October 20, 2015

If your child is having difficulty speaking, if they are repeating certain syllables, words or phrases, if they are prolonging them, or stopping and making no sounds for certain syllables, it’s possible they may have a stuttering problem. Many young kids go through a stage between the ages of 2 and 5 when they stutter. In many cases, stuttering goes away on its own by age 5 as this could mean that your child is simply going through periods of normal disfluency, which most children experience as they are learning to speak.

Stuttering is a form of disfluency — an interruption in the flow of speech. If you think your child has a stuttering problem, first and foremost, don’t blame yourself. It is not your fault. Research has shown that there are many factors likely to lead to stuttering and, although we do not know the exact cause of stuttering, it’s essentially a problem with the way the brain’s messages interact with the muscles and body parts needed to speak.

You may first notice signs of stuttering when your child is around 18-24 months old. This is about the time children begin to put sentences together as their vocabulary grows and they start to develop their communication skills. During this time the stuttering may come and go – happening more sporadically than consistently.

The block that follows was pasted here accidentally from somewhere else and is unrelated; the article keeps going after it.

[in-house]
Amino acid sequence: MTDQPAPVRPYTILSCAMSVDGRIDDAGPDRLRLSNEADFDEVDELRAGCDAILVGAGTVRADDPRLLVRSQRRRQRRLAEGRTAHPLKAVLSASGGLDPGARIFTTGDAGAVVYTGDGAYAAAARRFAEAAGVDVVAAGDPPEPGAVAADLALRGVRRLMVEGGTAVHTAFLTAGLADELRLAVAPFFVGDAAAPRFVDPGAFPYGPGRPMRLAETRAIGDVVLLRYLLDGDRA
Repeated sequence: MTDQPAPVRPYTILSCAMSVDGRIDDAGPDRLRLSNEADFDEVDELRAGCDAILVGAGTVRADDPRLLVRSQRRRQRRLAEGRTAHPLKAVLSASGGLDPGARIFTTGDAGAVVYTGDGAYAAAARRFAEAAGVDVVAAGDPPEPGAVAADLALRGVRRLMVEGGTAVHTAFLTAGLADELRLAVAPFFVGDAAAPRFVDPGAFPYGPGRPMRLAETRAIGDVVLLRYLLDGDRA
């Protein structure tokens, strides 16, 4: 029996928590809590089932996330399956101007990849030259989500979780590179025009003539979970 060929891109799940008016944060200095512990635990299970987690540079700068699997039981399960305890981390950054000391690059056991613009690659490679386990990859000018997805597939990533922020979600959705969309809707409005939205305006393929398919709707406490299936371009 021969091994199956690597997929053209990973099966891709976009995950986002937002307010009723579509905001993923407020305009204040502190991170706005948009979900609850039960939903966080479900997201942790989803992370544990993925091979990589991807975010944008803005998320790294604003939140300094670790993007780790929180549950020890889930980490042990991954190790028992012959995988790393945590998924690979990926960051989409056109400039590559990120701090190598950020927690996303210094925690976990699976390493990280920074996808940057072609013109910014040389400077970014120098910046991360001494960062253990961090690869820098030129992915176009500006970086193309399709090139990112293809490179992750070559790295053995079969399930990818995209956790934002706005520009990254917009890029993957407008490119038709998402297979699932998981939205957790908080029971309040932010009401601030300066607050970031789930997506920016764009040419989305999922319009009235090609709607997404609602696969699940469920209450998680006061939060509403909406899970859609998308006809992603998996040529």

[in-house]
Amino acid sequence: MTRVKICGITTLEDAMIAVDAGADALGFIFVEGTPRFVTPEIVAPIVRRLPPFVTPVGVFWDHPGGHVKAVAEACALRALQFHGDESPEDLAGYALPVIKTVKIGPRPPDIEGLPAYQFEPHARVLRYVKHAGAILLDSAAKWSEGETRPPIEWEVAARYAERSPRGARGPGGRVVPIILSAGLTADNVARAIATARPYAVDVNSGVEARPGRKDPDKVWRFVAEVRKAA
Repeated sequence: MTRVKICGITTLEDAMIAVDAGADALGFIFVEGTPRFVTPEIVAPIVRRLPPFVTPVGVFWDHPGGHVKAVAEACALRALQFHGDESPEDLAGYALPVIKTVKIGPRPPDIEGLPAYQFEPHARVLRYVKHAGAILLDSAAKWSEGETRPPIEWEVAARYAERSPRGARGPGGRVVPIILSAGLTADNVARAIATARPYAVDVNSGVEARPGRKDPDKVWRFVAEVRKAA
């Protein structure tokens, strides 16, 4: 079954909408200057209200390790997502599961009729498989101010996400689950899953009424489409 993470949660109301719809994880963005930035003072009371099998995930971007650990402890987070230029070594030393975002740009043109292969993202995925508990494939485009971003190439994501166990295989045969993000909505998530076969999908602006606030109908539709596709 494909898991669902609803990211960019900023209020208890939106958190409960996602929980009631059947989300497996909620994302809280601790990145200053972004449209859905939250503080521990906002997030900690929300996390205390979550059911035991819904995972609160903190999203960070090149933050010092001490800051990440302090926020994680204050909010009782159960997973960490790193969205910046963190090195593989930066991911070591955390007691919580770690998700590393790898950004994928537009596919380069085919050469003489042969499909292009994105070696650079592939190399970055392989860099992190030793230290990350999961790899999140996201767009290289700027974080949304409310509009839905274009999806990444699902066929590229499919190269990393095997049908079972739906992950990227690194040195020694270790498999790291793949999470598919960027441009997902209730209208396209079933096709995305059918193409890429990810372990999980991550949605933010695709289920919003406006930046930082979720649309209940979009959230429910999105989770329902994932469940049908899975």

However, for a child who has been stuttering for a longer period of time than a year, the likelihood that he or she will outgrow it without any speech therapy is minimized. If your child’s stuttering is frequent, it continually gets worse and it is accompanied by body and/or facial movements, you may want to seek an evaluation by a speech language therapist.

At Epic Health Services, our speech-language pathologists will evaluate, consult and help children communicate better. Our professionally trained speech therapists have treated thousands of children to overcome speech development difficulties. Our therapy services for children include, but are not limited to:

  • Articulation and phonological processes
  • Fluency disorders
  • Language form / sentence construction
  • Language content / vocabulary

Deciding whether to take your child to speech therapy can be a difficult decision, but an important step in helping your child. Speech therapy will help your child learn strategies to help them stutter less and become more confident in their speaking skills. Contact us for more information about our pediatric speech therapy services for children.

On October 22nd Epic Health Services joins many organizations, such as the National Stuttering Association (NSA), to help raise awareness about stuttering within our community. Whether you are a person who stutters, a family member or a friend, join us in acknowledging this special day and spreading the word!